Daniel Guilet (Guilevitch) was a Russian violinist (some would say French or American) born (in Rostov) on January 10, 1899. Although he was for a few years concertmaster of the famous NBC Symphony under the ill-tempered Arturo Toscanini, he is better known as the original violinist and founder of the Beaux Arts Trio. His parents moved from Russia to Paris before the turn of the century, and he later trained at the Paris Conservatory with George Enesco. After graduation, he toured Europe as a recitalist with Maurice Ravel as his accompanist. He also played second violin in the Calvet String Quartet (with Joseph Calvet, Leon Pascal, and Paul Mas.) A YouTube audio file of one of their recordings can be found here. Guilet came to the U.S. in 1941. He was about 41 years old. He soon formed a quartet (which at various times included Henry Siegl, Jac Godoretzky, William Schoen, Frank Brieff, David Soyer, and Lucien Laporte) under his own name. A YouTube performance by this quartet can be heard here. Three years later (1944) he joined the NBC Symphony. Seven years after that (1951), he became its concertmaster and remained in that position after Toscanini retired in 1954, although the orchestra had to change its name – a string quartet from the NBC orchestra which included Emanuel Vardi and Daniel Guilet, used to play for the retired maestro at his home almost every Sunday in order to cheer him up. In that same year (1954), Guilet formed the Beaux Arts Trio with pianist Menahem Pressler and cellist Bernard Greenhouse. The trio gave its first concert on July 13, 1955 and its last on September 6, 2008. Guilet retired from the trio in 1968 and from playing altogether (publicly) in 1969. The trio (featuring Guilet) has a few audio files on YouTube although files and videos with subsequent violinists are more numerous. One such audio file is here. After his retirement, Guilet taught at Indiana University, the Manhattan School of Music, the Royal Conservatory in Canada (Montreal), Oklahoma University, and Baylor University (Waco, Texas.) He owned a JB Vuillaume violin from 1867, a Carlo (or Michele Angelo) Bergonzi from 1743, and a 1727 Guarnerius Del Gesu which he got rid of in 1973 (after he retired from playing) and which passed through the hands – perhaps in 1998 - of infamous violin dealer Dietmar Machold, who is now in prison for defrauding clients and banks. I’m guessing Guilet used the Vuillaume and Bergonzi violins for most of his recordings since the Guarnerius was not acquired until 1965. The violin now bears Guilet’s name. Guilet died in New York on October 14, 1990, in relative obscurity, at age 91.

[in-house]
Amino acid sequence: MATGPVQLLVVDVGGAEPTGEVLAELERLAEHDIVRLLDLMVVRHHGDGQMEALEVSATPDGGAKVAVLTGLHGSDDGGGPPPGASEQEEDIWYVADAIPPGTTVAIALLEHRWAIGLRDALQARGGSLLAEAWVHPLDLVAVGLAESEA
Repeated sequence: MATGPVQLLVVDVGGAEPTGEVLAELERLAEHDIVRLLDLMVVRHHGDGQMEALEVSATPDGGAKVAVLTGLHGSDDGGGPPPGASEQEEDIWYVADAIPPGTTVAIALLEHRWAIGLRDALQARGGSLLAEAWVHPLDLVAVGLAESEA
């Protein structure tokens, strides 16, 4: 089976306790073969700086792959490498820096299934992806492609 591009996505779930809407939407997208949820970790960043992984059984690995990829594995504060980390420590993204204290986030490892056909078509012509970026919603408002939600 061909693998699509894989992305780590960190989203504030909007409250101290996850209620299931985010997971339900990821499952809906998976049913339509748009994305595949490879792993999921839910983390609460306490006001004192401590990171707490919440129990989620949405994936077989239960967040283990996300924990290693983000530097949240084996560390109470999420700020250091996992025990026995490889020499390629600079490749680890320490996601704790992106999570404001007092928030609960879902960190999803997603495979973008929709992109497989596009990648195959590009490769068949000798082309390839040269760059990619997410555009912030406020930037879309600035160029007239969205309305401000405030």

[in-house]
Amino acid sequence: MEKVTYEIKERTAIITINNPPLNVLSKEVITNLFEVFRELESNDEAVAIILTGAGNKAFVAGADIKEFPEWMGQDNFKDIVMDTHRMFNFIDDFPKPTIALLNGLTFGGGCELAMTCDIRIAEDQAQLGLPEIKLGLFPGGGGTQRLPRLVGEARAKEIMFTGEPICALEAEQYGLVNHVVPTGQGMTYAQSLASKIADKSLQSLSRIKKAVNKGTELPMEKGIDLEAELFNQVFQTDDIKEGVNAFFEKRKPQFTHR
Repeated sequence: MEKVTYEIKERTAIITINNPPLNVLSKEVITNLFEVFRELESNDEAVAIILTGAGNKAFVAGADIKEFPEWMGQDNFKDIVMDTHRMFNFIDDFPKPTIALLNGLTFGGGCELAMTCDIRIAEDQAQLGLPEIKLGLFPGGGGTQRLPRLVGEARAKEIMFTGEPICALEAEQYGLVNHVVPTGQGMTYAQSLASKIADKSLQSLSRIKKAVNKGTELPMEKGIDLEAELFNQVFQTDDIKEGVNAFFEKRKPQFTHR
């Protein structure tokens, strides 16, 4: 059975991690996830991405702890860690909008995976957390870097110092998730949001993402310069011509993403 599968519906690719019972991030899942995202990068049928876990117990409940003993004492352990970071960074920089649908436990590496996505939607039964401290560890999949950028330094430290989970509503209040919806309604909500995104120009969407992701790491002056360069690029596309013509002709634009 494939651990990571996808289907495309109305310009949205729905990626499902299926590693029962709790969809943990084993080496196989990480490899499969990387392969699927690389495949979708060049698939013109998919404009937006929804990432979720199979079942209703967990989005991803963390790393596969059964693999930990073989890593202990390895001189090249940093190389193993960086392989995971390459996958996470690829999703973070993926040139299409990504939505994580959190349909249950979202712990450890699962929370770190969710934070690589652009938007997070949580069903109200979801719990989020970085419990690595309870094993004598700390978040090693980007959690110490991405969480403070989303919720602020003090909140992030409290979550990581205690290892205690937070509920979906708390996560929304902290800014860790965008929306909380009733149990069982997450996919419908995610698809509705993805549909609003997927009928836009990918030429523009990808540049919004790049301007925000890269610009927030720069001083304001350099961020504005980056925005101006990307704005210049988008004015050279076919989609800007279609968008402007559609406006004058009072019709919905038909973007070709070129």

Friday, December 28, 2012